Either the text is incoherent, or the notion of existence is quite different. Since we know that such notions of existence were, in fact, prevalent in ancient India, that must be the preferred reading.

In light of these reflections, it will be best to translate the passage with something like the following:

“Ānanda, when Vacchagotta asked me whether the self exists in an absolute sense, if I had answered that ‘the self exists in an absolute sense’ I would have been siding with the ascetics and brahmins who are eternalists.

When Vacchagotta asked me whether the self does not exist in an absolute sense, if I had answered that ‘the self does not exist in an absolute sense’ I would have been siding with the ascetics and brahmins who are annihilationists.

The idea that “existence” implies an absolute and eternal form of existence is not inferred or imposed on the text, but is stated explicitly:

“When Vacchagotta asked me whether the self does not exist in an absolute sense, if I had answered that ‘the self does not exist in an absolute sense’, Vacchagotta—who is already confused—would have got even more confused, thinking: ‘It seems that the self that I once had no longer exists.’”

So the text states that the meaning of “doesn’t exist”, as understood by Vacchagotta, is something that does exist, but only temporarily, so it will pass away. In our different philosophical and linguistic background, this is not at all what we mean when we say that something does not exist, so it must be translated in a way that brings out the contextual meaning.

Verbs around being and existence are some of the most fraught and subtle in all of philosophy. Modern western philosophy, with a whole movement devoted to “existentialism”, and many other takes on the matter, can overlap and illuminate aspects of the Dhamma, but it is informed by a distinctly different set of historical concerns than what is found in Indian philosophy. For those of us who are interested to understand what the Buddha meant when he was speaking with his contemporaries, it is important to study and understand what those philosophies were. And when doing so, we shouldn’t approach them in order to either bolster or refute our own takes on the Buddha’ teachings, but to understand them sympathetically as genuine human responses to life and its challenges.

The Buddha was not trapped by his historical context; he engaged with it, vigorously and intelligently. His teaching, as understood by all Buddhist traditions, pierced the veil of unknowing and revealed the world as it is. It was his profound insight into the nature of reality itself, of how reality is infused with suffering at every turn, that shaped his understanding of the path that leads to the ending of suffering. He saw that attachment to identity, the false and baseless clinging to a self that is just not there, is a fundamental drive that traps us in suffering. At every turn, he aimed to detach us from this delusion, to shed our mistaken belief in a self, and find freedom.


Thanks for this, Bhante. Your essays are clear and intense, and very much appreciated.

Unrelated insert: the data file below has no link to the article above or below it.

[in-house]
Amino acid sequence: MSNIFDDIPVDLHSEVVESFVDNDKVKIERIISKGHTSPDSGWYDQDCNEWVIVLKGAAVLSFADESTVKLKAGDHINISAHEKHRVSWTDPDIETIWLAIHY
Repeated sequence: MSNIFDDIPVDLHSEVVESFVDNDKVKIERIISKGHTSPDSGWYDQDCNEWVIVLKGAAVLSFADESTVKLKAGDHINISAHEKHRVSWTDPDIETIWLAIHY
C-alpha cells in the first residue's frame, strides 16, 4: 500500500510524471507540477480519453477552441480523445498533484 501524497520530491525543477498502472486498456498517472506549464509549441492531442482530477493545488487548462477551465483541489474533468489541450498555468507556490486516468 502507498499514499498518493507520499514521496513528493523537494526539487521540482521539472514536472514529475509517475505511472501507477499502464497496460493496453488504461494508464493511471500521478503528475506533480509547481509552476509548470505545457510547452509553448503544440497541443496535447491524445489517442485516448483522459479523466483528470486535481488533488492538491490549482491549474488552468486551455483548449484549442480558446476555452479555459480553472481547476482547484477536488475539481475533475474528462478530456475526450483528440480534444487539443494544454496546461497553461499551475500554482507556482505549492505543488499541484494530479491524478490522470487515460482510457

As so often with the EBTs I’d find it difficult to make a case about “Buddhism” or “the Buddha” based on one sutta only.

And - which is also not new - if we knew that indeed the Buddha spoke in SN 44.10, again no problem. Traditionalists will have no issue with that, but sorry, my innocence was taken a while ago, and I can’t help but finding the position that a sutta is a transcript of a conversation to be just naive.

In short, I would not make a case regarding pragmatism vs ontologism of Early Buddhsm based on individual suttas at all.

If we look for large numbers, a sutta based argument is: Where are the 100 suttas that categorically say “There is no self, there never was, the self is an illusion”? Is it difficult to say in Pali? Why not to make it very easy for dumdums like Vacchagotta, or me?

A further sutta-based argument: If we look at the context of the majority of ‘not-self-suttas’ what do we get?

  • The AN is overwhelmingly full of references to anattā-saññā, i.e. the perception or the meditative-practice-of-seeing as not-self**
  • The SN view on not-self is governed by the monstrous SN 22 and SN 35: Khandhas are not-self, Salayatana are not-self. Apart from the two (maybe including SN 12 for the DO) there is not much of a systematic stand of the SN regarding not-self
  • The stand of the MN again is mostly ‘this is not my self’ ***

The “Buddha as pragmatist”-position for me is not to sneak in a self through the back door. Rather, that to have dogmas or to make ontological claims is not good teaching. Just as suttas like Snp 4.13 describe: it creates people running around, campaigning “THIS IS TRUE” starting arguments, disagreeing, instead of watching their own mind.

With a dogma, or ontological claim, I can appropriate it, reject it, or be uninterested. If I get a task, a practice, I can say when asked “Well, this is what I do, I sit on my cushion and watch how whatever appears in my mind is not-me” - It’s hard to argue with that.

** AN 1.471, AN 1.476, AN 5.62, AN 5.72, AN 5.304, AN 5.305, AN 6.35, AN 6.104, AN 6.112, AN 6.142, AN 7.27, AN 7.48, AN 7.49, AN 7.616, AN 7.617, AN 9.1, AN 9.3, AN 9.16, AN 9.93, AN 10.56, AN 10.57, AN 10.59, AN 10.60, AN 10.237, AN 10.238